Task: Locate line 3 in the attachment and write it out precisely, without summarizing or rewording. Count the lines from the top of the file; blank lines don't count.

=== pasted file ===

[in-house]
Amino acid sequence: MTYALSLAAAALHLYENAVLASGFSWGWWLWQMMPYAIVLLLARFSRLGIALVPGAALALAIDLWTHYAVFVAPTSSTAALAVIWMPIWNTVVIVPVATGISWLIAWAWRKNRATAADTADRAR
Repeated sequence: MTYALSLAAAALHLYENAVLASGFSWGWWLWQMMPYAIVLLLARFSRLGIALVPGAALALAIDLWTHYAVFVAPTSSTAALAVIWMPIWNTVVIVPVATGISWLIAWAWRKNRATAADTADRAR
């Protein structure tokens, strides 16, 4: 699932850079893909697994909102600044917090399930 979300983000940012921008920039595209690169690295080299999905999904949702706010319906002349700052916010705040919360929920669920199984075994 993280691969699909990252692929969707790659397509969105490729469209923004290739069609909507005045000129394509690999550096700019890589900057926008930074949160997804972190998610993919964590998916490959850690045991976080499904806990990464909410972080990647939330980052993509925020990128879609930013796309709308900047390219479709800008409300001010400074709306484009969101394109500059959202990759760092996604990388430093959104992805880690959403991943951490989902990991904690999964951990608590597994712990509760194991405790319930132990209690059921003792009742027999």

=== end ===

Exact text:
Repeated sequence: MTYALSLAAAALHLYENAVLASGFSWGWWLWQMMPYAIVLLLARFSRLGIALVPGAALALAIDLWTHYAVFVAPTSSTAALAVIWMPIWNTVVIVPVATGISWLIAWAWRKNRATAADTADRAR